Sunday, January 4, 2009: 2:50 PM
Petit Trianon (Hilton New York)
This paper looks at the role played by ideas and visual images of Jesus Christ in late-nineteenth-century American expansion. It begins with the era of Reconstruction, when artists and politicians used Christ and his words to push for the extension of citizenship rights to newly freed African Americans. My paper then focuses on how, as United States missionary groups, politicians, and businessmen paid increasing interest in overseas expansion, a new set of paintings depicted a white Jesus as an elder brother to all the races of the world. These new images found increasingly in American Sunday schools and churches, and, my paper argues, helped created a Protestant culture open to international expansion and influence.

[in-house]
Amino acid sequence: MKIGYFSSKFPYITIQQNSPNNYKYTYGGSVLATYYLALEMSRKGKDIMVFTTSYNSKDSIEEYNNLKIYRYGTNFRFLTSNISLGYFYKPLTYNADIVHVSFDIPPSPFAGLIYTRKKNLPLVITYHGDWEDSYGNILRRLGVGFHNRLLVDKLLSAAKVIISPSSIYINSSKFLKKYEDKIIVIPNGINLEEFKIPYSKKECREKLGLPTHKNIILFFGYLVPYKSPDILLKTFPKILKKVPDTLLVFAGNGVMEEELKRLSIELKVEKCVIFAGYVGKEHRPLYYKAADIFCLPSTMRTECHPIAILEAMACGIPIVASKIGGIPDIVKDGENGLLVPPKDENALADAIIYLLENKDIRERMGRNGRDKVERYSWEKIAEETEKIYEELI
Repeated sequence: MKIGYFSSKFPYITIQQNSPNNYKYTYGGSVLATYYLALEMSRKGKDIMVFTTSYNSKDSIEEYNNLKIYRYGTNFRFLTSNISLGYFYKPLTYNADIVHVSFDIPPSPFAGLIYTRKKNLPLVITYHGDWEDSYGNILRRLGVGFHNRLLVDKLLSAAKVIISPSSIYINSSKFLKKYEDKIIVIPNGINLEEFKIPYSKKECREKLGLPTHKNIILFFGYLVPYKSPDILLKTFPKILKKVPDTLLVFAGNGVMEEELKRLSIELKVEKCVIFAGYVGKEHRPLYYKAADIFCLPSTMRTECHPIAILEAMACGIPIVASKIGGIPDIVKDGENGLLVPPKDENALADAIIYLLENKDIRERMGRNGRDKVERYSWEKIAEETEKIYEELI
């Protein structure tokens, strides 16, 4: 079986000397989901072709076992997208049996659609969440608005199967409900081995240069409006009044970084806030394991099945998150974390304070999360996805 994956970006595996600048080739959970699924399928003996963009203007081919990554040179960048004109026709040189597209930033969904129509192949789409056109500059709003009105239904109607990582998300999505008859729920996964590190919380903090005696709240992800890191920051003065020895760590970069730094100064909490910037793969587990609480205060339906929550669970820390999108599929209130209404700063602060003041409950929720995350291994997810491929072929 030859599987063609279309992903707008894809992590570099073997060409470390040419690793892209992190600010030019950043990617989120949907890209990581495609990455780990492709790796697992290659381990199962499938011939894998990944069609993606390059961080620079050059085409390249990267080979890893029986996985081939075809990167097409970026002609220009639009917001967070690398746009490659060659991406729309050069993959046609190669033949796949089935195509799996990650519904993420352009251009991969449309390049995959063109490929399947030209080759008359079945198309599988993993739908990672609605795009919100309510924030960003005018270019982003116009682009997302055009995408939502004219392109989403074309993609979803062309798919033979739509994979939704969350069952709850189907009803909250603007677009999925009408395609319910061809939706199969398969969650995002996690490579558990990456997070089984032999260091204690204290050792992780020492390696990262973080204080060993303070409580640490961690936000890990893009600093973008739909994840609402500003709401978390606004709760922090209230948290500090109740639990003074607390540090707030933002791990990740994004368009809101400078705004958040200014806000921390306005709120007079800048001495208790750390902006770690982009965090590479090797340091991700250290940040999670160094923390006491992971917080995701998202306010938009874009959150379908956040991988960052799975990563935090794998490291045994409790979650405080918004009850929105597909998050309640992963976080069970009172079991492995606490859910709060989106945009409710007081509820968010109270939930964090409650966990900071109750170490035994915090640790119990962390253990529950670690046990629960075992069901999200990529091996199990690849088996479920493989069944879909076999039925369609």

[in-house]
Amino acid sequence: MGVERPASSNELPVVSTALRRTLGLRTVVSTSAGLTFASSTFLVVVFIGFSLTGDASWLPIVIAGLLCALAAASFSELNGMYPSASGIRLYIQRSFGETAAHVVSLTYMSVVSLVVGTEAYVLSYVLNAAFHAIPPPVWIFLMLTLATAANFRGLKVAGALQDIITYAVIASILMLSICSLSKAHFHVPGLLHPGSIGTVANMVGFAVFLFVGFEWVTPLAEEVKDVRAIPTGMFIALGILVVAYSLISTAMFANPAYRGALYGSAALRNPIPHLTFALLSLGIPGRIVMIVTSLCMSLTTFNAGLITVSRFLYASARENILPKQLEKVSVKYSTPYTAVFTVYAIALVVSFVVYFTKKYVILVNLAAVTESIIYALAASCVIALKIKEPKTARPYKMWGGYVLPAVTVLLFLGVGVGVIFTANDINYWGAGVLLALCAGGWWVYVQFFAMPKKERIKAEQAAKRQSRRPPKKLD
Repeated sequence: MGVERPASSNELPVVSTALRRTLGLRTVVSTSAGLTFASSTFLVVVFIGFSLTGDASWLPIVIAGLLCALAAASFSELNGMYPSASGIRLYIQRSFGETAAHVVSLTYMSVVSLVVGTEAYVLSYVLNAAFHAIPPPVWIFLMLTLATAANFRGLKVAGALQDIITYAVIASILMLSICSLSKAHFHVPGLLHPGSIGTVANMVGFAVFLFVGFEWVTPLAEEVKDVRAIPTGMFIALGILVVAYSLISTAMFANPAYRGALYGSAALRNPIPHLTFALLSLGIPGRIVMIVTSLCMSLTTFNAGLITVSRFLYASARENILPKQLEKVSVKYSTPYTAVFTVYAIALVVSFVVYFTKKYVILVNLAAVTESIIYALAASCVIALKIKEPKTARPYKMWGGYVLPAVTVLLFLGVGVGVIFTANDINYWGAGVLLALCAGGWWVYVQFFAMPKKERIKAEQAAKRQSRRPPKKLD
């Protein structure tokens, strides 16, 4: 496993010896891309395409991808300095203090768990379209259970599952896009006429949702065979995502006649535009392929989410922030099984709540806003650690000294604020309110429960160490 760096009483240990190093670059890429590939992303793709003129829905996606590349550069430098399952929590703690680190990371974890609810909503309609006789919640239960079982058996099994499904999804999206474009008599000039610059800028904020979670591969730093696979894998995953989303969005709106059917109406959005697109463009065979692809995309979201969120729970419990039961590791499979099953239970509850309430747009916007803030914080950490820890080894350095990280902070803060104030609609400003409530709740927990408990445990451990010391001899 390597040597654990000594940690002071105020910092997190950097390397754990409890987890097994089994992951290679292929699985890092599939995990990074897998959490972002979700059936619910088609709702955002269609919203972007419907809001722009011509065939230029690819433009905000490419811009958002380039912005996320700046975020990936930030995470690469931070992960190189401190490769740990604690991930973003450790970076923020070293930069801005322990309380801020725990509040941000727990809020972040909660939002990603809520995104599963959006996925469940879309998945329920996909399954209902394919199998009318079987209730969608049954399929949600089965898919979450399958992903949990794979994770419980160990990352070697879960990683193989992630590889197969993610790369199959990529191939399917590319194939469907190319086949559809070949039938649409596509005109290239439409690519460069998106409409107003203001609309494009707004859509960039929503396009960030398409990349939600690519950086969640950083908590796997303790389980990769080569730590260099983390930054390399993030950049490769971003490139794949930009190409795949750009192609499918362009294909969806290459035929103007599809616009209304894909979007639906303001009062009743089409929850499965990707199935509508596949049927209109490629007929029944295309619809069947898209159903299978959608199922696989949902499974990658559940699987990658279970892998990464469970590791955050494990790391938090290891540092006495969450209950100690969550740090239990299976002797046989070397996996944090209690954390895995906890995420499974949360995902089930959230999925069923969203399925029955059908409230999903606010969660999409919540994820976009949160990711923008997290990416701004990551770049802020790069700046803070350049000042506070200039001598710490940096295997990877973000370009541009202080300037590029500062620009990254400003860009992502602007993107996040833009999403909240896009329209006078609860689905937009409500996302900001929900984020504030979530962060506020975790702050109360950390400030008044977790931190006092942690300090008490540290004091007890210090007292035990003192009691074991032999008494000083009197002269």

By examining the deployment of Christ’s words and his image in the context of Reconstruction and in American expansion, this paper shows one part of the vital importance of religion during the late nineteenth century. It demonstrates that political, national, and international issues could not be separated from religious ones, and that scholars of Reconstruction and of Gilded Age imperialism, such as Matthew Frye Jacobson, Eric Foner, Rebecca Edwards, and Kristen Hoganson, should pay greater attention to the power of religious ideas and images.